McGee left U of L to become an assistant coach at the University of Missouri-Kansas City, but resigned after the allegations surfaced last year. McGee, through his attorney, has denied any wrongdoing.

Pitino has said repeatedly he had no knowledge of the alleged activity. On Friday, Ramsey said he supported both Jurich and Pitino.

Larry Benz, chairman of the U of L Board of Trustees, which oversees Ramsey, said he wasn’t aware of the self-imposed ban until “the 11th hour.” Trustees were briefed on a conference call 15 minutes before the official announcement Friday afternoon.

Asked whether Ramsey should face additional inquiry or sanctions from the Board of Trustees, Benz said it was too soon to tell, citing the ongoing investigations into the allegations.

“I don’t see any reason at this particular stage to intervene in something that is still ongoing,” he said.

Asked whether Pitino should resign or be fired, Benz said he should not. He added that he has faith in Jurich and Pitino’s leadership of U of L athletics.

Benz also said the allegations and the university’s response show that Ramsey’s administration is properly overseeing the athletics department.

“I have heard nothing that indicates in any way that we have any lack of institutional control over the athletic department,” Benz said.

Neither the school nor the University of Louisville Athletic Association has responded to requests under the Open Records Act concerning the NCAA investigation. For months, WFPL’s Kentucky Center for Investigative Reporting has sought copies of documents requested by the NCAA.

The University of Louisville Foundation, the school’s independent fundraising arm, has said it has not received any inquiries from the NCAA. The organization manages $1.1 billion in funds and assets.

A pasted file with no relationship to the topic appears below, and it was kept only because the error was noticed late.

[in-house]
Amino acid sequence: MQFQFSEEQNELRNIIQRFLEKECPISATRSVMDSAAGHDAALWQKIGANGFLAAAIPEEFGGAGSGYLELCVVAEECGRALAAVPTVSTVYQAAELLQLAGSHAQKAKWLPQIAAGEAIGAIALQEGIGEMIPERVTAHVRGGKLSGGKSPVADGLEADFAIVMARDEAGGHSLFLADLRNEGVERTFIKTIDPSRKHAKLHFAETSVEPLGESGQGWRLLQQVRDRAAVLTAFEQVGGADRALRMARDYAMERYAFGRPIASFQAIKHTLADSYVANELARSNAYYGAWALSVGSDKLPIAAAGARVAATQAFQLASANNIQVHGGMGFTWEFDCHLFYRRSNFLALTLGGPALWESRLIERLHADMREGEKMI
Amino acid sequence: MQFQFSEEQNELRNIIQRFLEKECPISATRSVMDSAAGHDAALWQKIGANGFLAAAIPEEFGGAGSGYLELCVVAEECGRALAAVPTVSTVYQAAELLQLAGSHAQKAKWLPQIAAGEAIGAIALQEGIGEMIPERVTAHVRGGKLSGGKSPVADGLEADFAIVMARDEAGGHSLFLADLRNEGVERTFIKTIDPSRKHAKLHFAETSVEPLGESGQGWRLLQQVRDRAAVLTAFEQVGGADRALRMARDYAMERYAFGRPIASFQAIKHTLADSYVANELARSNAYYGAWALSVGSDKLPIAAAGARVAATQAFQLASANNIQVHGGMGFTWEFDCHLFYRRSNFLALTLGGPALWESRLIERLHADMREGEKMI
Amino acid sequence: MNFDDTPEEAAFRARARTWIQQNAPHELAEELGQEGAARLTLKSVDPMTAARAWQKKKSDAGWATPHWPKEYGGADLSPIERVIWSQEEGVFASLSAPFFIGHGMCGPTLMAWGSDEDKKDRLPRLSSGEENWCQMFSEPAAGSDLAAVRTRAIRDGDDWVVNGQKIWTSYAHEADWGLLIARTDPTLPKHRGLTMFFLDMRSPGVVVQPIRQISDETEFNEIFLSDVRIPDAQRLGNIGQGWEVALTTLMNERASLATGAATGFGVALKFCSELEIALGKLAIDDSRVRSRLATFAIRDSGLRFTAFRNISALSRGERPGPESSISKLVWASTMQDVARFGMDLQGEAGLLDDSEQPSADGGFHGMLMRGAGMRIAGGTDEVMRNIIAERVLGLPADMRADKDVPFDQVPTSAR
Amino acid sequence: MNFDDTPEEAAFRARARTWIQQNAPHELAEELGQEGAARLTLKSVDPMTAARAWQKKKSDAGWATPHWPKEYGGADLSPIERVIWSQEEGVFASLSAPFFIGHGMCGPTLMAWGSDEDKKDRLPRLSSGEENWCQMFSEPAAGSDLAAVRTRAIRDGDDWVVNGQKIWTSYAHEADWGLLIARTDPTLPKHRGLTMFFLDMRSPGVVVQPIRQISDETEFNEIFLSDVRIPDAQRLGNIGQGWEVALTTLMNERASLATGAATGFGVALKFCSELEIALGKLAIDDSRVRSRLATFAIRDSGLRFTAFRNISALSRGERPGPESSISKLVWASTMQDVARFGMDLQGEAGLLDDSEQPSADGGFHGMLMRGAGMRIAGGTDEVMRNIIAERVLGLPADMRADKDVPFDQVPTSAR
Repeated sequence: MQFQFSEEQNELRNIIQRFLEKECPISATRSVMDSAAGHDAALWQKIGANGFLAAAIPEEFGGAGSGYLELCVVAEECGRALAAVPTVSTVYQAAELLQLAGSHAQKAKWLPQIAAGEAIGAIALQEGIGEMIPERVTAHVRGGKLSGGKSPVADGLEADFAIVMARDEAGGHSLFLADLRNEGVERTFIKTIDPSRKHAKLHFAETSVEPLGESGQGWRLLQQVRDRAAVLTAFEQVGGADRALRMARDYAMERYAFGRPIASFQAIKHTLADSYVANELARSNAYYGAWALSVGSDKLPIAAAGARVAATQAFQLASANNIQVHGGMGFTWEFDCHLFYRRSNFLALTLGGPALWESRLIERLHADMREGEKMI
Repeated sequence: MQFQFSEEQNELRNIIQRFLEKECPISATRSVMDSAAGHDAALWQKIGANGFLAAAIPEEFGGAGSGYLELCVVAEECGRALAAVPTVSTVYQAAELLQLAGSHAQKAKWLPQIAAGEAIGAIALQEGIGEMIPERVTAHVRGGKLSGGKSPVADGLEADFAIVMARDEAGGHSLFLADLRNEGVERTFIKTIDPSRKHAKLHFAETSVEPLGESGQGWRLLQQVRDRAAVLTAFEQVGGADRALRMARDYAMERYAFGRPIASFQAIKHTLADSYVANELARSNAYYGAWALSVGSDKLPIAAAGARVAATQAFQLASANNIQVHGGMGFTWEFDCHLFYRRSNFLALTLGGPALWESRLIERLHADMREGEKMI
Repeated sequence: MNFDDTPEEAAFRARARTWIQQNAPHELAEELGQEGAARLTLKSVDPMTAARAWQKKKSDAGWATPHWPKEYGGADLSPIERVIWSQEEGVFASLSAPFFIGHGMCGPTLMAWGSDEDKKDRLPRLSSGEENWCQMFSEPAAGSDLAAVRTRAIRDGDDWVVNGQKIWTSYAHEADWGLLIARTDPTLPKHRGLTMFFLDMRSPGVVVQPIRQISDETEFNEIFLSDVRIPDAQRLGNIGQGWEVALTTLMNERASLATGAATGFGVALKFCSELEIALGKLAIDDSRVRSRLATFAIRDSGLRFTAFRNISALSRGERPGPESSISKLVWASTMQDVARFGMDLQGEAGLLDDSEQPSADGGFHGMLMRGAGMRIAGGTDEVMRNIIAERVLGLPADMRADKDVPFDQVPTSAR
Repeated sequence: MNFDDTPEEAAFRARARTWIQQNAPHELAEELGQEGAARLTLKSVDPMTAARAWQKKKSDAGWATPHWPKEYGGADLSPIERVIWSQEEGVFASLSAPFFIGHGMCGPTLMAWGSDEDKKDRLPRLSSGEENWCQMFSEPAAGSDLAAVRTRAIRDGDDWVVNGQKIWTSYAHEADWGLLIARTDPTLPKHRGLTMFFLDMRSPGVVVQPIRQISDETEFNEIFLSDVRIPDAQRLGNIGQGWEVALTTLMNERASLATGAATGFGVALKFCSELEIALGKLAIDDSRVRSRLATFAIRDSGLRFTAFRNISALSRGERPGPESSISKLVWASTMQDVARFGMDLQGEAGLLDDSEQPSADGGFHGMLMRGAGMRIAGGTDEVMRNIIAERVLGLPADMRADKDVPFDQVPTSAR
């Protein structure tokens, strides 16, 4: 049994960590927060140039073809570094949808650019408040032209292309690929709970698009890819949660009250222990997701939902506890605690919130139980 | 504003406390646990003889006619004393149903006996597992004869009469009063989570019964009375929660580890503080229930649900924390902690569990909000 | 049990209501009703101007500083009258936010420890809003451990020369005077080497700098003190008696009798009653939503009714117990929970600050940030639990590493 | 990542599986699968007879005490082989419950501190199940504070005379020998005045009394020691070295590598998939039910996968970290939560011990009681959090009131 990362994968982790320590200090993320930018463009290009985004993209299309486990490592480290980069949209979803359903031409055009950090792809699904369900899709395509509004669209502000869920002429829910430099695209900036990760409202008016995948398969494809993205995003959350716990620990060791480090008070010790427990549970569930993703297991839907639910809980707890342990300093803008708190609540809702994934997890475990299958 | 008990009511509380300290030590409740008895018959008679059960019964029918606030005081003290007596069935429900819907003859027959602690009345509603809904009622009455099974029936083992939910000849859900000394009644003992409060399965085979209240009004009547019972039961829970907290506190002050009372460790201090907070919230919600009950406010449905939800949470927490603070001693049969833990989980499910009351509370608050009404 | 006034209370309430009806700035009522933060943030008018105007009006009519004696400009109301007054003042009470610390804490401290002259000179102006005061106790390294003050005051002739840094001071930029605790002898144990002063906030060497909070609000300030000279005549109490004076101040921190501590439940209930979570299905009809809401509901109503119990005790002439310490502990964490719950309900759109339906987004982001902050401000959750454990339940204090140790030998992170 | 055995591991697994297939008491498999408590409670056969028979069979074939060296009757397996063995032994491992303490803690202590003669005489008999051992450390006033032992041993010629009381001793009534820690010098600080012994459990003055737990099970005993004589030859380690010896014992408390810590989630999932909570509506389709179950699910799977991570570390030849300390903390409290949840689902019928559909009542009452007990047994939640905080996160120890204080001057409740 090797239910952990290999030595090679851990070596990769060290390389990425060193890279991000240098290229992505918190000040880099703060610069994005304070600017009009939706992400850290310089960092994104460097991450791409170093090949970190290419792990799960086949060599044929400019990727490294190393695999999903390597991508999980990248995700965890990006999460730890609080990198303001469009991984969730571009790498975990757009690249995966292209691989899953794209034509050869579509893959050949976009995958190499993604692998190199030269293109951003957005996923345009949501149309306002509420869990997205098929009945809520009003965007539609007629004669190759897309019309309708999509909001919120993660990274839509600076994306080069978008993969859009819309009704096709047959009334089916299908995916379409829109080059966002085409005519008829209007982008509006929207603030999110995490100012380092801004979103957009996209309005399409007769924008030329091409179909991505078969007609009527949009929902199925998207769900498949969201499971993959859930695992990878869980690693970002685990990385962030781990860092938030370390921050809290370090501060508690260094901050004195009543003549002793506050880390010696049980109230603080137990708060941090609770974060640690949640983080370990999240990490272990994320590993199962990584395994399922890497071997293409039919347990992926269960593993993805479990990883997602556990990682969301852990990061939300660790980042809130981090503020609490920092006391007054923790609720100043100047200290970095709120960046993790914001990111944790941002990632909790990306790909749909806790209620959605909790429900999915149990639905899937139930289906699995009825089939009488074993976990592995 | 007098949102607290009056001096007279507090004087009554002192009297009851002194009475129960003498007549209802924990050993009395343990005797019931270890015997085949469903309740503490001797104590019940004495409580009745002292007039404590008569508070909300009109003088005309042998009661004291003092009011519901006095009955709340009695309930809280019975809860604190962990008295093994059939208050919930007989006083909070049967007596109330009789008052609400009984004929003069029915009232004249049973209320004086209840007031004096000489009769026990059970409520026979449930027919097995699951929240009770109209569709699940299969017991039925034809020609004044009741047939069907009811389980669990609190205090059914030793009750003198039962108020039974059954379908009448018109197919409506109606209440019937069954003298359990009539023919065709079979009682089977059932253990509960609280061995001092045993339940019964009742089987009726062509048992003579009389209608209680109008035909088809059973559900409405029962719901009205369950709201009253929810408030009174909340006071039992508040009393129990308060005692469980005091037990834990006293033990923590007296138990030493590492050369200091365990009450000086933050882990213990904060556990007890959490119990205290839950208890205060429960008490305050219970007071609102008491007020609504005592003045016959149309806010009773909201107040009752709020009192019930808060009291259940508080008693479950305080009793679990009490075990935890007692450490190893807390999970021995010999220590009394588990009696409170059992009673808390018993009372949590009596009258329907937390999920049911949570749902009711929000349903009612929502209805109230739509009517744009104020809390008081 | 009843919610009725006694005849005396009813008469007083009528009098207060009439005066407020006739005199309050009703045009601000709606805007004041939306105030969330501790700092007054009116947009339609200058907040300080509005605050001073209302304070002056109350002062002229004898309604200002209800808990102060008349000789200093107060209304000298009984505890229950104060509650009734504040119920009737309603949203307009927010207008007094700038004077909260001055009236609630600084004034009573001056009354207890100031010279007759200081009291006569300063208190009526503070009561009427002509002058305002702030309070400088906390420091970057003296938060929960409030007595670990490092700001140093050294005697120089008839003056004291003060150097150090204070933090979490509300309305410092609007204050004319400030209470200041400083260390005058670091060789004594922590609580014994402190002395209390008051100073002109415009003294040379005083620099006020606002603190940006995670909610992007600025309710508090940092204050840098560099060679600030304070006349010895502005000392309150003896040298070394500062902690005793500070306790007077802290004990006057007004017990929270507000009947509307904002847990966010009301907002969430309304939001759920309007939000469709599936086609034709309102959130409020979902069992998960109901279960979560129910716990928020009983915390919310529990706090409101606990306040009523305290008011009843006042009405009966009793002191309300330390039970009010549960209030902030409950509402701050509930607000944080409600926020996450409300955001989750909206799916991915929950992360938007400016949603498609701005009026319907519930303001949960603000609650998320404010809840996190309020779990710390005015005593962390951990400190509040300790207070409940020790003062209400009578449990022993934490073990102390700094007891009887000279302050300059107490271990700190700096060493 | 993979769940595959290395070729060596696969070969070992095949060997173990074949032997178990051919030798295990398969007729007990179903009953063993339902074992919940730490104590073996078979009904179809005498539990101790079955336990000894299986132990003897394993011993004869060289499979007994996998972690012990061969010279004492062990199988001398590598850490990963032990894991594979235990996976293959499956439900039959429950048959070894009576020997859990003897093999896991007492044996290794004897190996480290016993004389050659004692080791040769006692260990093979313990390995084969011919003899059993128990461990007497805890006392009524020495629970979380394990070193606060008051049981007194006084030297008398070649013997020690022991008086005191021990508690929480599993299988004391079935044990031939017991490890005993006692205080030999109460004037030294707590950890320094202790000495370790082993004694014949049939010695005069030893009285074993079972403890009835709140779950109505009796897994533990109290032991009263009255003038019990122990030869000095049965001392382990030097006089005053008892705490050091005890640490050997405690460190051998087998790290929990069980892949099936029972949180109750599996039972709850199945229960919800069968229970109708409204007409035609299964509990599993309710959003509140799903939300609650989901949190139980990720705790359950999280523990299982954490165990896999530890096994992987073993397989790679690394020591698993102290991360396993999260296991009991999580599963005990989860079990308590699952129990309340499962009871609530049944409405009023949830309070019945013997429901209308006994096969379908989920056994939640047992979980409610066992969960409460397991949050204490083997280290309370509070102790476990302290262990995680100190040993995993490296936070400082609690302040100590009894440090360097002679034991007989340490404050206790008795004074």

The Foundation pays Ramsey an annual salary and bonuses sometimes worth millions of dollars. Those payments have been the subject of recent public scrutiny.

Jurich also receives compensation from the Foundation.

According to the U of L Athletic Association’s 2012 tax form, Jurich received $1.16 million in compensation from the organization, with an additional $458,288 in other compensation from related organizations. The Foundation’s 2012 tax records show Jurich received $255,915 in “base compensation” from the nonprofit, fundraising organization.

Reaction to the self-imposed ban continued to roll in via Twitter Friday afternoon.

Former U of L standout Russ Smith blamed the accusers.

“Those women just ruined those kids’ college experience as far as experiencing the NCAA tourney,” he wrote. “…[and] some media outlets are just as guilty.”

Former U of L guard Terry Rozier said on Twitter he was “sick and speechless … make them last 9 games hell for the opponent! We can’t be broken!”

Current fifth-year seniors Damion Lee and Trey Lewis were expected to speak with media at 6 p.m. Friday evening.

Rick Howlett is host of WFPL's weekly talk show, "In Conversation."